Ani Zamba Chozom was one of the first Westerners to be ordained as a Buddhist nun. Born in England in 1948, a serious illness as a teenager aroused in her a strong desire to benefit others. In search of answers to her confusion about life, in the 1960s she traveled overland to India, and has since practiced in many different countries and traditions. Today she lives mainly in Brazil, where her practical teachings, rooted in the simplicity of Dzogchen, are proving an inspiration to Buddhists and non-Buddhists alike. On a recent visit to Hong Kong, Frances McDonald interviewed her about her fascinating life, which will be published here on Buddhistdoor in eight weekly parts.*
FM: So you felt a strong connection with the Nyingma tradition?
AZ: It wasn’t so much the tradition, it was the way the teachings were being communicated. For me, there was something about Dzogchen that was crystal clear, whereas all the other teachings I’d had seemed to be so elaborate. Sometimes it can be very hard to keep track of the essential point of the teachings until you really become familiar with their skillful means, but Dzogchen just went straight to my heart. I felt, “That’s it. I don’t need any other teachings. I have what I need now.”
FM: Who was your main teacher?
AZ: In Nepal I got closer and closer to Thinley Norbu Rinpoche, who was an incredible master, a remarkable teacher. So unorthodox! He could really penetrate through so many of the neurotic games we play, so many of our tendencies to want to use everything as a credential for the ego. He could see it so quickly and cut through it just like the sharpest of knives. Somehow I could squirm away from many other masters, but not from Thinley Norbu Rinpoche. There was nowhere to go, nowhere to hide. It was like standing there naked. Every time you tried to put some clothes on, they were stripped off. It was incredibly painful! But I had so much love and respect and natural devotion—nobody had to tell me to have devotion. Wow! What incredible wisdom! I never knew the meaning of compassion until I met him—it’s not what we think it is at all, compassion. It can be totally ruthless. It’s that wish to free you, no matter what it takes. To take you on that journey, to connect you with your own basic freedom.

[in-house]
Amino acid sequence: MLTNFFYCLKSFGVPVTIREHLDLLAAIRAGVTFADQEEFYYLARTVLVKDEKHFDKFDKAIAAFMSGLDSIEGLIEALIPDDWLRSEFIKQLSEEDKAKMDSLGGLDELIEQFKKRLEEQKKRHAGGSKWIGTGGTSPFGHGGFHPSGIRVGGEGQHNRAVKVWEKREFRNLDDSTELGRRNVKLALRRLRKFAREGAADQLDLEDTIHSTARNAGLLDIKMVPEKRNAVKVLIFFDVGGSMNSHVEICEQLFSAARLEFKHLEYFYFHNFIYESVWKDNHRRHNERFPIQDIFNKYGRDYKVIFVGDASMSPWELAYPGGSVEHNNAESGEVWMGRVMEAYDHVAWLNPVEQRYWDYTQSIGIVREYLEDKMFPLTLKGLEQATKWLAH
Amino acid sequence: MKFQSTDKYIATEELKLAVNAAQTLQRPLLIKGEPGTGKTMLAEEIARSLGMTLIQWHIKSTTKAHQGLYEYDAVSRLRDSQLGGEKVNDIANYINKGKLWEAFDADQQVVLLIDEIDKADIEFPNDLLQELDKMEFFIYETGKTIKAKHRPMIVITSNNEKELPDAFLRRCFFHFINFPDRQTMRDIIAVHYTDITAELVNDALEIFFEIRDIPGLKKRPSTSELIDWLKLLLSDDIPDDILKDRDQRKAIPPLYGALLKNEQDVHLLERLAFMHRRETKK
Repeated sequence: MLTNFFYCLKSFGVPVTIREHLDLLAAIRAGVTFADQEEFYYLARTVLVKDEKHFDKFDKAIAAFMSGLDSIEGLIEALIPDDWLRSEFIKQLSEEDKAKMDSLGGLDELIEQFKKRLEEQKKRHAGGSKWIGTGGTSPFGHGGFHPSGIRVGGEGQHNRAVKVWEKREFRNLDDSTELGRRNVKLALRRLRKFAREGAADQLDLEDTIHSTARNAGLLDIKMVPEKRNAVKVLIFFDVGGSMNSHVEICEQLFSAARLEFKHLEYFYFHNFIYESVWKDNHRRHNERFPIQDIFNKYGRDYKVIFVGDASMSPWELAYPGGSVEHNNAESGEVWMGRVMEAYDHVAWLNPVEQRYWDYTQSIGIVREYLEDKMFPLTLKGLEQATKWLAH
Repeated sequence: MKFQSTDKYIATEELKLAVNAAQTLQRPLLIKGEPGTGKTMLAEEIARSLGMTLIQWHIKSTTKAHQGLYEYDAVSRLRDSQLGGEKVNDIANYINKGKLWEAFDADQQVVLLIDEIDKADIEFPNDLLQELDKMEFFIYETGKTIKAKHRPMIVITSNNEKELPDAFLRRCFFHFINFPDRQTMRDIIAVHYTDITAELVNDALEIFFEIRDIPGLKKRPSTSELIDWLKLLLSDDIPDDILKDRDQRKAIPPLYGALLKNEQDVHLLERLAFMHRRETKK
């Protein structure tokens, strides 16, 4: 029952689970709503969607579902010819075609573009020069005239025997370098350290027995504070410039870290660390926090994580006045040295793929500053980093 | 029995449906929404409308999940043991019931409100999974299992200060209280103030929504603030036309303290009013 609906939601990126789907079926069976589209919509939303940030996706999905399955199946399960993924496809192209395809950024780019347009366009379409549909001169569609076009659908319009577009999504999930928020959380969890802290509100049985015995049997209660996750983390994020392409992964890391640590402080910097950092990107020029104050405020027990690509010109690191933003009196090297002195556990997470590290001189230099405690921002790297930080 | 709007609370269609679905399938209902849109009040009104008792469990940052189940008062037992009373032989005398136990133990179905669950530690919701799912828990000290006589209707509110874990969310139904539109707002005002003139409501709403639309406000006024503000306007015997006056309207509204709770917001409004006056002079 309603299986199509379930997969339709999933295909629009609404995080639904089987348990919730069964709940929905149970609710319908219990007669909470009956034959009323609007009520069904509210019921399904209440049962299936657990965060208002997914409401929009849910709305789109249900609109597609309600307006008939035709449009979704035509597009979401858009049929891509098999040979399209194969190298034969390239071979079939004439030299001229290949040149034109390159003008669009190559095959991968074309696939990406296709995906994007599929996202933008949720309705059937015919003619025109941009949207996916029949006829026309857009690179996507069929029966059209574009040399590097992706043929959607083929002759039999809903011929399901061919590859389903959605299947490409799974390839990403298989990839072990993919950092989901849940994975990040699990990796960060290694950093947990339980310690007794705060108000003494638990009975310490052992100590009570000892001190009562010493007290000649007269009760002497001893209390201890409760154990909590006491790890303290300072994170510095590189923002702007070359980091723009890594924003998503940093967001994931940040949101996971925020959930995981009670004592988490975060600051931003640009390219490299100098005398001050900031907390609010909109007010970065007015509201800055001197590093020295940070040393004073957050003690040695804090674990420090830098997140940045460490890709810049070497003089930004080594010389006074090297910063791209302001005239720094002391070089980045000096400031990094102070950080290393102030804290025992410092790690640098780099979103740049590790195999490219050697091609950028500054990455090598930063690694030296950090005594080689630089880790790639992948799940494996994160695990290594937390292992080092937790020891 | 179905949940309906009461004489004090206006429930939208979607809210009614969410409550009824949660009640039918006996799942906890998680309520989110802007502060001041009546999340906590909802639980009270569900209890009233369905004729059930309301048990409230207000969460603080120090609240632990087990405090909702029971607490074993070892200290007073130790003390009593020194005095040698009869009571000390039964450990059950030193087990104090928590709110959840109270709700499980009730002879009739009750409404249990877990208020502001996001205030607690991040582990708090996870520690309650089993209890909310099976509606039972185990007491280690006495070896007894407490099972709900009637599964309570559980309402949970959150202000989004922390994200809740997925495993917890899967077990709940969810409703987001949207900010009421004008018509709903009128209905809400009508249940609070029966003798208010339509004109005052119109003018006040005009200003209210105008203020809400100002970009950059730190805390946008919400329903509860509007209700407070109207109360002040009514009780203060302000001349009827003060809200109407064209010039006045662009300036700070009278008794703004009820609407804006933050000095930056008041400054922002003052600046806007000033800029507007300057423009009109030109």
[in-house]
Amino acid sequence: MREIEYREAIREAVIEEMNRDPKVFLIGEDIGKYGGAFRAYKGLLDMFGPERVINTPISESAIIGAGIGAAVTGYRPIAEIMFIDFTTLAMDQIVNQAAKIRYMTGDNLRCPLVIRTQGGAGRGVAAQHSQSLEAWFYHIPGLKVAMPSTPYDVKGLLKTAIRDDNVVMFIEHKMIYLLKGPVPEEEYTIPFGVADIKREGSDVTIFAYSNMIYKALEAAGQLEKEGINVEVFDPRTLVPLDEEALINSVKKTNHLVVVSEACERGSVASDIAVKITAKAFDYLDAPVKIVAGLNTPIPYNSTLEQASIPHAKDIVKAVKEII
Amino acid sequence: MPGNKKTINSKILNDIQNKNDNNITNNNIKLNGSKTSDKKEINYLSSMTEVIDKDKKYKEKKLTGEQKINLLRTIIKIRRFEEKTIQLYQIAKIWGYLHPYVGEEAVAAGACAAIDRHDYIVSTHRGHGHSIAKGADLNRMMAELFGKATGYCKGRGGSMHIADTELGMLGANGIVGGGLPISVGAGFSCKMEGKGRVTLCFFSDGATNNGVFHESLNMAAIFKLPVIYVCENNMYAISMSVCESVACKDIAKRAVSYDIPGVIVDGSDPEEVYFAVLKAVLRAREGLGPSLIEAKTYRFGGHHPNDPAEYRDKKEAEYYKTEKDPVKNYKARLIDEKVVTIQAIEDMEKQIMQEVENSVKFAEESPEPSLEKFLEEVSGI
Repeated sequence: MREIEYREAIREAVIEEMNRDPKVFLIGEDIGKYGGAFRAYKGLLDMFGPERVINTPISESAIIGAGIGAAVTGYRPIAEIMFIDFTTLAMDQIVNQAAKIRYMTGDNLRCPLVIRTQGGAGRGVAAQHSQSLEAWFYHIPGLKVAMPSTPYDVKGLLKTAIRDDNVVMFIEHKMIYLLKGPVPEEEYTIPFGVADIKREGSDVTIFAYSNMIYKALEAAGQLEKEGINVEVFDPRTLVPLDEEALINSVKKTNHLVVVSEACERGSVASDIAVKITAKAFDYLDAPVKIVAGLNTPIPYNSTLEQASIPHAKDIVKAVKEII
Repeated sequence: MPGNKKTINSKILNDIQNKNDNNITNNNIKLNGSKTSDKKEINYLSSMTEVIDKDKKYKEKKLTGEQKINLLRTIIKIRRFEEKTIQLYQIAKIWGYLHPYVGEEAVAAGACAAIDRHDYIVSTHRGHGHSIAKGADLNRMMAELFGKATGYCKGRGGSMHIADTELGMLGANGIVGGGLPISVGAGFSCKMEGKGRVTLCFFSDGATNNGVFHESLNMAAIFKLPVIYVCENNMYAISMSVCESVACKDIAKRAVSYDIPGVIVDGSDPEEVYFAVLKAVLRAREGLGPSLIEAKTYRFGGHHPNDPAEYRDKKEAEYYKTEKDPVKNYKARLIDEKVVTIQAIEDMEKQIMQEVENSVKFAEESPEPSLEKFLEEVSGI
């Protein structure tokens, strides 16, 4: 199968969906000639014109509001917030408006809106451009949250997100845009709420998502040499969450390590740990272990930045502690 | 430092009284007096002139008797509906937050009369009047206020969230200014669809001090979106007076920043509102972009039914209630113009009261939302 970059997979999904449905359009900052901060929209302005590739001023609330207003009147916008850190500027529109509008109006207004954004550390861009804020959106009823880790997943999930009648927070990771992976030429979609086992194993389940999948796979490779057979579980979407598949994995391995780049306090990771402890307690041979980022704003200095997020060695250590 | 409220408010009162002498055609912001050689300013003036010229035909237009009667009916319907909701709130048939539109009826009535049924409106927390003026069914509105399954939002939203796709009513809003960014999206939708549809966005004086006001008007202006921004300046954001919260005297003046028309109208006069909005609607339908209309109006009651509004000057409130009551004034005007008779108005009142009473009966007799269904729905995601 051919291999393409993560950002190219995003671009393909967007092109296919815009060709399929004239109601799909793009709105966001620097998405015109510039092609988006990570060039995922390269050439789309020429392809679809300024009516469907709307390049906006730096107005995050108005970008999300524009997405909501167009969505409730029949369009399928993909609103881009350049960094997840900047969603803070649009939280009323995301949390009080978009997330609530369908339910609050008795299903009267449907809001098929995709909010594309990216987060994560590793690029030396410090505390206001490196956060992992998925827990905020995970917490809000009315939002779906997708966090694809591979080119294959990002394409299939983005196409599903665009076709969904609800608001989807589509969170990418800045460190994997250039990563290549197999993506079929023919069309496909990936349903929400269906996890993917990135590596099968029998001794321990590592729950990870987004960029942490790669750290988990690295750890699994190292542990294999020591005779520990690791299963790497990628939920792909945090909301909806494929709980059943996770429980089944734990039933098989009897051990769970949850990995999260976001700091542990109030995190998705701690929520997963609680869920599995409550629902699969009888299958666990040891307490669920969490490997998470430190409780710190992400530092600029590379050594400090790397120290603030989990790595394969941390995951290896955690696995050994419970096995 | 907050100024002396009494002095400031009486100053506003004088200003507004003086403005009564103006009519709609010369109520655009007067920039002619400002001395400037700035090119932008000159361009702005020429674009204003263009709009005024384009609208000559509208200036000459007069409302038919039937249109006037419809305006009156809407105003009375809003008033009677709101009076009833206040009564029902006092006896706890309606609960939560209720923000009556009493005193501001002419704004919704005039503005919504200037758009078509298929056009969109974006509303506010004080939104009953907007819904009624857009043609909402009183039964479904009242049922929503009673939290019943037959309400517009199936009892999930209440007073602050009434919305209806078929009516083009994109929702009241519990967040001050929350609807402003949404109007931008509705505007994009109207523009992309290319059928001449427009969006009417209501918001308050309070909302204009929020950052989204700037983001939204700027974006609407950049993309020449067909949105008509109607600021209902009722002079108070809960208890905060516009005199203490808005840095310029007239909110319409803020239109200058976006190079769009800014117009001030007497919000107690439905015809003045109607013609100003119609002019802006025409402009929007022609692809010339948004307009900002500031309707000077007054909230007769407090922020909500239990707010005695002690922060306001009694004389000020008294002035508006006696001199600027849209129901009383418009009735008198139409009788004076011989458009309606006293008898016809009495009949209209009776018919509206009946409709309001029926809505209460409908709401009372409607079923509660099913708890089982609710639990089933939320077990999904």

FM: And you attended the Dudjom Tersar transmission in Nepal.
AZ: Yes, I had the fortune to sit for one month with Dudjom Rinpoche through all the empowerments and all the teachings, and then other private teachings, and then three months with Dilgo Khyentse Rinpoche through all the Chokling Tersar empowerments, because he was giving back all the Chokling lineage to the young Neten Chokling, who was three years old and had just been recognized. In between, there were private teachings. People would come in and say, “Please, Rinpoche”! Dilgo Khyentse Rinpoche never got up from his throne, he was always there from morning to night. That glory, that magnificence! Majestic—that’s all you can say about Dilgo Khyentse—majestic! Gold—the aura, unbelievable, the embrace of wisdom. The immensity of his physical presence. And then, his realization just took you, just wrapped you in a different dimension and allowed you to see in a different way. Blissfulness. An amazing way of communicating another way of seeing, where everything began to melt in his presence. You just couldn’t hold on to all the things that you would normally hold on to, the way you identify yourself. You just melted into bliss. You didn’t want to be anywhere else—that was it, you were there. And you never had to ask him a question, you just had to think. He would just go ahead and answer every question you had.
FM: Did you request any personal teachings from him?
AZ: I had heard about these Dzogchen teachings that I really wanted, so I went to Dilgo Khyentse and said, “Please can you give me the transmission for this particular teaching.” And he did. But because of all the people present he couldn’t go into the commentary and all the details, so he said, “Now, you go to Chagdud Rinpoche, and Chagdud Rinpoche will give you all the details.” So from then on, Chagdud Rinpoche became my teacher. I was his attendant during those empowerments, and we became very close. I’d spend all day in the empowerments taking care of Chagdud Rinpoche and all night I’d spend with Thinley Norbu Rinpoche—he’d be teaching from any time after eight in the evening and would usually go on till sunrise. Somehow sleep didn’t matter—it was just the energy that I was being carried on—the blessings were so powerful! It just so happens that the principal lineage through which the Dzogchen teachings are expressed is the Nyingma tradition. You can also find some of the Drukpa Kagyu lamas willing to give the Dzogchen transmission, but not so much. Within the Drukpa Kagyu it depends on the individual teacher whether they put more emphasis on Dzogchen or more on Mahamudra.
FM: Did you stay in Nepal?